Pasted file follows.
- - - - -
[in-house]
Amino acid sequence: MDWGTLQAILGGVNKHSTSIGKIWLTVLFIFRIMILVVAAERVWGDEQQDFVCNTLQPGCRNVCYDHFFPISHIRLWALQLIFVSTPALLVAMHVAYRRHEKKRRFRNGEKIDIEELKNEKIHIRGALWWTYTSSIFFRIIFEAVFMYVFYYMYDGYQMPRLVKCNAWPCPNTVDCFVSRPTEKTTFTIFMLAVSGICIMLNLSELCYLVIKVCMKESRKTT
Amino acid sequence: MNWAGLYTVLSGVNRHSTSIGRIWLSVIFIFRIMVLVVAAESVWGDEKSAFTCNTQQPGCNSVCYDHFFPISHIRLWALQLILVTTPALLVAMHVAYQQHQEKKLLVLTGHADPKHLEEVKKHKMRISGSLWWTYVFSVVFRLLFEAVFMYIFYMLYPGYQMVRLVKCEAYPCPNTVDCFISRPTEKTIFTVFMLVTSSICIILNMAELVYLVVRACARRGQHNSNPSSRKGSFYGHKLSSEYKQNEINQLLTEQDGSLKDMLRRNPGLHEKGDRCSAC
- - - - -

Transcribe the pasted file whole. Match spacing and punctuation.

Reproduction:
[in-house]
Amino acid sequence: MDWGTLQAILGGVNKHSTSIGKIWLTVLFIFRIMILVVAAERVWGDEQQDFVCNTLQPGCRNVCYDHFFPISHIRLWALQLIFVSTPALLVAMHVAYRRHEKKRRFRNGEKIDIEELKNEKIHIRGALWWTYTSSIFFRIIFEAVFMYVFYYMYDGYQMPRLVKCNAWPCPNTVDCFVSRPTEKTTFTIFMLAVSGICIMLNLSELCYLVIKVCMKESRKTT
Amino acid sequence: MNWAGLYTVLSGVNRHSTSIGRIWLSVIFIFRIMVLVVAAESVWGDEKSAFTCNTQQPGCNSVCYDHFFPISHIRLWALQLILVTTPALLVAMHVAYQQHQEKKLLVLTGHADPKHLEEVKKHKMRISGSLWWTYVFSVVFRLLFEAVFMYIFYMLYPGYQMVRLVKCEAYPCPNTVDCFISRPTEKTIFTVFMLVTSSICIILNMAELVYLVVRACARRGQHNSNPSSRKGSFYGHKLSSEYKQNEINQLLTEQDGSLKDMLRRNPGLHEKGDRCSAC